11 September 2011
same old new
Adjusting to a new place is always a dance between the good and the bad. It’s about discovering how much you really like this, only to get slapped in the face by how much you hate that. Back and forth. Happy and hating. The main issue being that everything is different. All of it.
Take language. In a new place you can lose the ability to represent who you are via the spoken word. You find your voice lacks nuance and rhythm, and the things that come out of your mouth will never be confused with the perfect songs of sentences you used to love to say. You are well aware that saying, “This food is good” makes you sound like a second grader, except that unlike your standard Chinese second grader, you can’t even name the vegetables on the table.
And shoes? Even though you live with 1.3 billion other people who all need shoes – and who also produce the rest of the world’s shoes – there are no shoes in your size. (Or at least no women with feet as big as yours.)
The water? Don’t drink it. If you use it to wash your vegetables – along with soap because you really don't want to know how they fertilize crops in China – then after washing your vegetables with tap water, you have to wash them again with distilled water to wash off the tap water. Yes, I said wash off the water.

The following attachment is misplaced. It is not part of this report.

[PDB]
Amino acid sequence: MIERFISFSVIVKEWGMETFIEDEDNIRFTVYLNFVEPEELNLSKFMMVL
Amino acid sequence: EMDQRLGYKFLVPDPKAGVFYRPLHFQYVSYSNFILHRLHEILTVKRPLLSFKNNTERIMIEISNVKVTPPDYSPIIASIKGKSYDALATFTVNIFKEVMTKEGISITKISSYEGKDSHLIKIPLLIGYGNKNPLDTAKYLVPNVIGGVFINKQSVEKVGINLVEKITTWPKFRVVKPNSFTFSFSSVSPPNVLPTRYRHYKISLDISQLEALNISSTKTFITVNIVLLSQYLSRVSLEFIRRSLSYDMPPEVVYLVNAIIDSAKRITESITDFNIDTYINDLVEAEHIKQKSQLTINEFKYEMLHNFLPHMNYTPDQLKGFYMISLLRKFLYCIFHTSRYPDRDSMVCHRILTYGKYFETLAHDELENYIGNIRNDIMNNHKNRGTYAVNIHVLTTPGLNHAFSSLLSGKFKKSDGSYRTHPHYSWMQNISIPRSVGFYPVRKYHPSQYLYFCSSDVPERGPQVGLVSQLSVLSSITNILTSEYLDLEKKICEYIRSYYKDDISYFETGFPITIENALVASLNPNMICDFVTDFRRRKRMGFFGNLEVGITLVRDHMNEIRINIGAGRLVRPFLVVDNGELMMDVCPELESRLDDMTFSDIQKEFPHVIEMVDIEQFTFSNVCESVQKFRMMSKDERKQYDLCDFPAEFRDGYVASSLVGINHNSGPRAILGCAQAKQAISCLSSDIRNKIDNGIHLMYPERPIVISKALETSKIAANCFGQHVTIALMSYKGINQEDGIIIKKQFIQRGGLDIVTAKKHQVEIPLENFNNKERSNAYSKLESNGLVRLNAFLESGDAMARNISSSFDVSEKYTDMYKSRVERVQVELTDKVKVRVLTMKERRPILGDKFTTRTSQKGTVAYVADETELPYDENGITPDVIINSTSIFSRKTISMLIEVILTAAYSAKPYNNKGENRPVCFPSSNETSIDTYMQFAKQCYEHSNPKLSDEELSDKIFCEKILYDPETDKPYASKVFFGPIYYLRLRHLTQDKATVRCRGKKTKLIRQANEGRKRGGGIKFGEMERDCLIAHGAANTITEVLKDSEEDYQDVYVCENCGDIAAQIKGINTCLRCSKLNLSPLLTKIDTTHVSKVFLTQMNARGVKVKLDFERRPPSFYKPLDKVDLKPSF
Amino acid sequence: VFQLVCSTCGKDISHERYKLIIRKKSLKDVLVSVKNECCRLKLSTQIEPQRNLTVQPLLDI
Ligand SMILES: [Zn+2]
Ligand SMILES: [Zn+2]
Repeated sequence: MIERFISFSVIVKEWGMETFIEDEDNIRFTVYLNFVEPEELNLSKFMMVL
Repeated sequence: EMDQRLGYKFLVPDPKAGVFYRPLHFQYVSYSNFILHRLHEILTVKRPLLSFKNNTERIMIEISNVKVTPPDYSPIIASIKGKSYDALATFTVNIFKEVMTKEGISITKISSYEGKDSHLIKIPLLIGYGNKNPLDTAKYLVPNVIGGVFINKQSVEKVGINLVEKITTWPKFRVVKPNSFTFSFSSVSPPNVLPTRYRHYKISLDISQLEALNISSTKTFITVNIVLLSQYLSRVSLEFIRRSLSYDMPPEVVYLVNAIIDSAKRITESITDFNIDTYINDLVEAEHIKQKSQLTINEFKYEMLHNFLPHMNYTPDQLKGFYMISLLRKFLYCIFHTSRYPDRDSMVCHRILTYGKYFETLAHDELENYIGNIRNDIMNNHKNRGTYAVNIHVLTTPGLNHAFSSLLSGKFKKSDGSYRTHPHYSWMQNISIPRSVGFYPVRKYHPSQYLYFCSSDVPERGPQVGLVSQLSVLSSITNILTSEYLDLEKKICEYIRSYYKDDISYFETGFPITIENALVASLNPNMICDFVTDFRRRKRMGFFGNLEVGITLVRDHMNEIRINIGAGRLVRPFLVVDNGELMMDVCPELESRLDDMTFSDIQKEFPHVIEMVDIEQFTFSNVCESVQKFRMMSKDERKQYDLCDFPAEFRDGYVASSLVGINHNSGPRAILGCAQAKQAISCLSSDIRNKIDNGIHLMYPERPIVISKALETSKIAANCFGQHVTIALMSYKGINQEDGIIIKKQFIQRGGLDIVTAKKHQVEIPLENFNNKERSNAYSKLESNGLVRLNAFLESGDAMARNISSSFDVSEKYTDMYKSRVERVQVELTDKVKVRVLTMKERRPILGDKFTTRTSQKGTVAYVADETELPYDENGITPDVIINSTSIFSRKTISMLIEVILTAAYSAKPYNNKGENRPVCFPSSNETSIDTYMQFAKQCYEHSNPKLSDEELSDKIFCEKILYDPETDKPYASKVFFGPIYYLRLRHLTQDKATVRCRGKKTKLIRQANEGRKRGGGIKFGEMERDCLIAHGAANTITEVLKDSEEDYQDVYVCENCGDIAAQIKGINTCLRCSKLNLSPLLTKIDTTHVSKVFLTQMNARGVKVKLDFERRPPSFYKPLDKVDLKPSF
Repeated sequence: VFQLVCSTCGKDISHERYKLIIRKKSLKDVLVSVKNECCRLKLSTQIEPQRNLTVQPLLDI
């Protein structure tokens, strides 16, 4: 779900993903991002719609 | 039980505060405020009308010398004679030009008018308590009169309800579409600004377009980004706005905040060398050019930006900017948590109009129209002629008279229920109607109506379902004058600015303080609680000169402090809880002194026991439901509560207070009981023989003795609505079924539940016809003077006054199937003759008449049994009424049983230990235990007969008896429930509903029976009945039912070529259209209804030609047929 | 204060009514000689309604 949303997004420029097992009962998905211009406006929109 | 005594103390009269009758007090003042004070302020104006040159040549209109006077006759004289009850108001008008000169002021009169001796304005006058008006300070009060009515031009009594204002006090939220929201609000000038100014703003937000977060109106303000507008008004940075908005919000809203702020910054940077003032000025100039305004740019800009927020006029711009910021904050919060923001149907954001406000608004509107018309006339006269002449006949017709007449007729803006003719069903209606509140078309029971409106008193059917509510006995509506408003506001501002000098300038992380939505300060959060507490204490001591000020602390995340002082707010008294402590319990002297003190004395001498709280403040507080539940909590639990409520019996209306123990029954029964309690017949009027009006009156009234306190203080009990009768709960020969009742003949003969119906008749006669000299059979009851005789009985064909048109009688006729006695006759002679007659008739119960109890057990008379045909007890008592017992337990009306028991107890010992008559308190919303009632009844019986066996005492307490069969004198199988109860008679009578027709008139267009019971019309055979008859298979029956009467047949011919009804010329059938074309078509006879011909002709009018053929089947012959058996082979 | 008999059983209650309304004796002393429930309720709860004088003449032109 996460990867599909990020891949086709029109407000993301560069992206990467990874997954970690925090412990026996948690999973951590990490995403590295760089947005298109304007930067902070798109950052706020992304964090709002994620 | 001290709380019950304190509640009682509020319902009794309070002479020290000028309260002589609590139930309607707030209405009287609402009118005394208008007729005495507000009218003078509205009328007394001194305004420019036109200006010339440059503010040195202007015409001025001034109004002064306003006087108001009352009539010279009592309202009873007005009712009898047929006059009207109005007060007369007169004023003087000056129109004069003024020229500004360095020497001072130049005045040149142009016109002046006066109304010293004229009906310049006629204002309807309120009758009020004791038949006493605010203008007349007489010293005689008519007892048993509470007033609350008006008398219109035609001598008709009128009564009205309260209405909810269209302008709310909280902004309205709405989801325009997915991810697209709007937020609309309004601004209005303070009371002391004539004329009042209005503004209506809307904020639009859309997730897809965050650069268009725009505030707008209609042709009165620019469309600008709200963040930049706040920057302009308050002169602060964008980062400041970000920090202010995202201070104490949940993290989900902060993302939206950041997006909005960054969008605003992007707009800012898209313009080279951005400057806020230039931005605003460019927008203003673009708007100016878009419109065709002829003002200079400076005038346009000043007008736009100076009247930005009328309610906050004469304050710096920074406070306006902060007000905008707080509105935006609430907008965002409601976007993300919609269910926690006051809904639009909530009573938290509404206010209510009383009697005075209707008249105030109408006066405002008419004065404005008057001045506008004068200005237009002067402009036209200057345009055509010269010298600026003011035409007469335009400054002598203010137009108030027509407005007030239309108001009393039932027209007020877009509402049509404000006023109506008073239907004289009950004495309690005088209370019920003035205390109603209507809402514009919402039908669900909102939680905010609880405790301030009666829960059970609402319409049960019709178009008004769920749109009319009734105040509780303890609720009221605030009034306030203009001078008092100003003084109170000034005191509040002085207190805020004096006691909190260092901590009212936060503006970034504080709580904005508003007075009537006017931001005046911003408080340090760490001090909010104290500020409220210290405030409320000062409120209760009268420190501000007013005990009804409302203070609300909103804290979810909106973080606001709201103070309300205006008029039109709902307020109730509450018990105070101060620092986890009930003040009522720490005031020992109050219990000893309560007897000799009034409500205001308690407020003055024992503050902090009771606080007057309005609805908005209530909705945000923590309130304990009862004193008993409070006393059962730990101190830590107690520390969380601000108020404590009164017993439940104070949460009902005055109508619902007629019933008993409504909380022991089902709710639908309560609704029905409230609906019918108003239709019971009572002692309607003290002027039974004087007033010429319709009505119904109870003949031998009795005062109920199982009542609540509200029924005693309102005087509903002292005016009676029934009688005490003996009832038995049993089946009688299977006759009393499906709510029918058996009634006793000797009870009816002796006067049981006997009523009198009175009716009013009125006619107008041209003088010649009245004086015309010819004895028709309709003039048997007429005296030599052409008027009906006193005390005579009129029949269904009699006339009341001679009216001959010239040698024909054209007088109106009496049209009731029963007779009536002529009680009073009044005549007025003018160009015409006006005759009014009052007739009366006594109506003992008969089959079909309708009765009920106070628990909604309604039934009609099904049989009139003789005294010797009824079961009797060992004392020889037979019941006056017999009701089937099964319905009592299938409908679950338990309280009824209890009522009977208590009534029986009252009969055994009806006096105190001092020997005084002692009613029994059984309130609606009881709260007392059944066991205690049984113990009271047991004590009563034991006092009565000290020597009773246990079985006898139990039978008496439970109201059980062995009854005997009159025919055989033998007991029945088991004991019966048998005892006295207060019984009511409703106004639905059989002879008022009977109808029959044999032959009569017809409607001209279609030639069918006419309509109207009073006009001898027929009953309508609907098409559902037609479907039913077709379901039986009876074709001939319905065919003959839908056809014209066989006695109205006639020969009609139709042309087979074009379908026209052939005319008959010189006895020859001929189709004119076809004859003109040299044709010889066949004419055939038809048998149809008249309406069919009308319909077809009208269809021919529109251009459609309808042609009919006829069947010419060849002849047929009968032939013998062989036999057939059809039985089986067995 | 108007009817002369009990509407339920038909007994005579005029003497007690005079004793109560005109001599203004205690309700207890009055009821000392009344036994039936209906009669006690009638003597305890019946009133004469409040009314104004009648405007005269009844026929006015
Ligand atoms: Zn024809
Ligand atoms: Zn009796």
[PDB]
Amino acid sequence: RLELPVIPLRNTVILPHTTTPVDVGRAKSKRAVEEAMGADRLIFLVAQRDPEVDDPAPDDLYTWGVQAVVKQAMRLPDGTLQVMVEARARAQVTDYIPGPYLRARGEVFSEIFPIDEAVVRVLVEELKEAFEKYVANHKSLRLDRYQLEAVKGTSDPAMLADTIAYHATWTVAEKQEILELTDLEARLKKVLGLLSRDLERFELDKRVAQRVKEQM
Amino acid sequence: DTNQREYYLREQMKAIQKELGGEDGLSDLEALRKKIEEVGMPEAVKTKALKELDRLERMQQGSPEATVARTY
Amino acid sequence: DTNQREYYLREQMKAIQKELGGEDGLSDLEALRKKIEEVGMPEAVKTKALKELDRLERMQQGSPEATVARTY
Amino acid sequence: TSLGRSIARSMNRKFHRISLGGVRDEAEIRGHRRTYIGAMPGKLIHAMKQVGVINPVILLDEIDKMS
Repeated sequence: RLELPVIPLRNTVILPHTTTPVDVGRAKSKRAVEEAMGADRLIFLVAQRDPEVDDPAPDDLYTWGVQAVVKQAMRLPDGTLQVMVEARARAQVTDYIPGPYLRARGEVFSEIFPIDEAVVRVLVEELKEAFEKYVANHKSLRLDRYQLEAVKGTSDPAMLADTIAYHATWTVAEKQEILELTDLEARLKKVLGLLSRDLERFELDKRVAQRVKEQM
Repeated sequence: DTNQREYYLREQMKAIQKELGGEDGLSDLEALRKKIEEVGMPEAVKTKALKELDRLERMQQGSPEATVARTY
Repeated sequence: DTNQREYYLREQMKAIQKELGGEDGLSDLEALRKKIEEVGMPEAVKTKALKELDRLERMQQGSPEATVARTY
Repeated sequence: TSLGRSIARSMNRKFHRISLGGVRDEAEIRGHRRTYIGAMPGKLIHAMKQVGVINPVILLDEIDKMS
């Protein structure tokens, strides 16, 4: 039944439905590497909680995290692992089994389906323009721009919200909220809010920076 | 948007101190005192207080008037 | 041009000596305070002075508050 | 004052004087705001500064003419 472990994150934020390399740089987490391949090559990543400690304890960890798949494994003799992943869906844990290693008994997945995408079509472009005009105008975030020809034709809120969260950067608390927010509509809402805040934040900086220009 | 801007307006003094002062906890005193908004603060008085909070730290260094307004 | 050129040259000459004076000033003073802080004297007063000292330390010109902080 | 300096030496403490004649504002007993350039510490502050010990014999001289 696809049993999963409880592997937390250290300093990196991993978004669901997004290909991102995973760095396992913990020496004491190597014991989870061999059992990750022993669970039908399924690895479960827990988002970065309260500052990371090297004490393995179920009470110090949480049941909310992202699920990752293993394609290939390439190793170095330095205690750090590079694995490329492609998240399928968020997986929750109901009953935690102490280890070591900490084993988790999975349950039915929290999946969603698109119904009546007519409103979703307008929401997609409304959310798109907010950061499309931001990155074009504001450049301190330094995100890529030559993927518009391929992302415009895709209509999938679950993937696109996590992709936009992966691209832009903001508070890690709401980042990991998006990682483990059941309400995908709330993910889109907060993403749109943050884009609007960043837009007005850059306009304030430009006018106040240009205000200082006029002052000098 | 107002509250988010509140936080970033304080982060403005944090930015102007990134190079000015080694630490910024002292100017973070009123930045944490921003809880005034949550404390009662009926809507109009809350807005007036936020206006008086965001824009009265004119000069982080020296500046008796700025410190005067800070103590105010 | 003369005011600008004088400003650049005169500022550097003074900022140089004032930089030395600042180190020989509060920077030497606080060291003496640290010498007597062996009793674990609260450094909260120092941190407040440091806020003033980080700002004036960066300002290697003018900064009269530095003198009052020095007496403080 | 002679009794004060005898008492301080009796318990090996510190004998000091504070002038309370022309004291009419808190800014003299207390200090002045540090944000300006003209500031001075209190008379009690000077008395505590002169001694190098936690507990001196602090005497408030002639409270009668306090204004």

As for crossing the street? The walk sign says it’s your turn but don't be fooled. China's drivers have unanimously agreed to disagree on the rules of the road. So don't put a foot past the gutter until you've done an Exorcist-esque head spin to assess the likelihood of being run down. Look for trucks, bicycles, buses. And thousands upon thousands of deathly silent electric scooters.
Make sure there isn't a delivery truck barreling down the sidewalk or a taxi short-cutting its way up the wrong side of the road. And you wouldn't naturally worry about this, but you should also look out for drivers ignoring their own red light in order to turn left and force their way through oncoming traffic – from the far right lane.
Amidst all of the new there is one thing that survives on the idea of staying the same: Starbucks. If you buy enough coffee (or if your awkward Chinese draws enough attention while you're there) there will come a day when the folks who make your mocha will see you coming and already know your order. And when they ask if you want your usual – that drink you could find in Seoul, and then went on to order in Washington, D.C., and now drink right here in Chengdu – it makes things feel a little bit normal. The no shoes and the don’t drink the water and the sounding like a second grader all take a back seat to the fact that this place is becoming your home. And you like it.
At least until you have to cross the street.